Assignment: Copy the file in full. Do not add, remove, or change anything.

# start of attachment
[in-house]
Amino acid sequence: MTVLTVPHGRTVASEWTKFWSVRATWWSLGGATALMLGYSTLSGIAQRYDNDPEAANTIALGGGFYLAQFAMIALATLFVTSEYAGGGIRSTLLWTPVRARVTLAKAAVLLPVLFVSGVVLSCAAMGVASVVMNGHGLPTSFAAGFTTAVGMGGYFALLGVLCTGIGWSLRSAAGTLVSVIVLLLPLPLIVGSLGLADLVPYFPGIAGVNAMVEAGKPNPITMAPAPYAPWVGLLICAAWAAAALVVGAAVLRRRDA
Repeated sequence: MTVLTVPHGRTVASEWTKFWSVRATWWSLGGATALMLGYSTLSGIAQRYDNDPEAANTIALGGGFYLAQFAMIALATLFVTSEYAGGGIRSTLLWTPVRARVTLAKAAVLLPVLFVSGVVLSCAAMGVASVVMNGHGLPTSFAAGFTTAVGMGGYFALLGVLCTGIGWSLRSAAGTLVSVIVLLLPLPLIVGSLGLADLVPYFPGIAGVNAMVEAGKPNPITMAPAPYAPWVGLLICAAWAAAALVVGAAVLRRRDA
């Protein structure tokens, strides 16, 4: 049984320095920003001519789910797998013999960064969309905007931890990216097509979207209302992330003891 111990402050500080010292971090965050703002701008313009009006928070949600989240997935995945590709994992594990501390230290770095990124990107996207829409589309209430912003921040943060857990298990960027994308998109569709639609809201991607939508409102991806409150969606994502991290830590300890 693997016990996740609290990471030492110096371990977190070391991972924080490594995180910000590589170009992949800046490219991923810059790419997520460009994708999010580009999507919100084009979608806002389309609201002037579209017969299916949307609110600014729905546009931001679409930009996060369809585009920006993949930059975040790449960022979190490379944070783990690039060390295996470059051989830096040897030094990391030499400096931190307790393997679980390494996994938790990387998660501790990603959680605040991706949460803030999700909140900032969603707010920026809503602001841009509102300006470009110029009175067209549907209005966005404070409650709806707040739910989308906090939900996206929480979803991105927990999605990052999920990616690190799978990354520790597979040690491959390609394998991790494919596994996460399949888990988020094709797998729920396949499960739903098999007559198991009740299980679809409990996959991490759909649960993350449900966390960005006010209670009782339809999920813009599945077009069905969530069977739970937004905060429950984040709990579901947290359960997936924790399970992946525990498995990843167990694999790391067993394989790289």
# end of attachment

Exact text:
[in-house]
Amino acid sequence: MTVLTVPHGRTVASEWTKFWSVRATWWSLGGATALMLGYSTLSGIAQRYDNDPEAANTIALGGGFYLAQFAMIALATLFVTSEYAGGGIRSTLLWTPVRARVTLAKAAVLLPVLFVSGVVLSCAAMGVASVVMNGHGLPTSFAAGFTTAVGMGGYFALLGVLCTGIGWSLRSAAGTLVSVIVLLLPLPLIVGSLGLADLVPYFPGIAGVNAMVEAGKPNPITMAPAPYAPWVGLLICAAWAAAALVVGAAVLRRRDA
Repeated sequence: MTVLTVPHGRTVASEWTKFWSVRATWWSLGGATALMLGYSTLSGIAQRYDNDPEAANTIALGGGFYLAQFAMIALATLFVTSEYAGGGIRSTLLWTPVRARVTLAKAAVLLPVLFVSGVVLSCAAMGVASVVMNGHGLPTSFAAGFTTAVGMGGYFALLGVLCTGIGWSLRSAAGTLVSVIVLLLPLPLIVGSLGLADLVPYFPGIAGVNAMVEAGKPNPITMAPAPYAPWVGLLICAAWAAAALVVGAAVLRRRDA
């Protein structure tokens, strides 16, 4: 049984320095920003001519789910797998013999960064969309905007931890990216097509979207209302992330003891 111990402050500080010292971090965050703002701008313009009006928070949600989240997935995945590709994992594990501390230290770095990124990107996207829409589309209430912003921040943060857990298990960027994308998109569709639609809201991607939508409102991806409150969606994502991290830590300890 693997016990996740609290990471030492110096371990977190070391991972924080490594995180910000590589170009992949800046490219991923810059790419997520460009994708999010580009999507919100084009979608806002389309609201002037579209017969299916949307609110600014729905546009931001679409930009996060369809585009920006993949930059975040790449960022979190490379944070783990690039060390295996470059051989830096040897030094990391030499400096931190307790393997679980390494996994938790990387998660501790990603959680605040991706949460803030999700909140900032969603707010920026809503602001841009509102300006470009110029009175067209549907209005966005404070409650709806707040739910989308906090939900996206929480979803991105927990999605990052999920990616690190799978990354520790597979040690491959390609394998991790494919596994996460399949888990988020094709797998729920396949499960739903098999007559198991009740299980679809409990996959991490759909649960993350449900966390960005006010209670009782339809999920813009599945077009069905969530069977739970937004905060429950984040709990579901947290359960997936924790399970992946525990498995990843167990694999790391067993394989790289």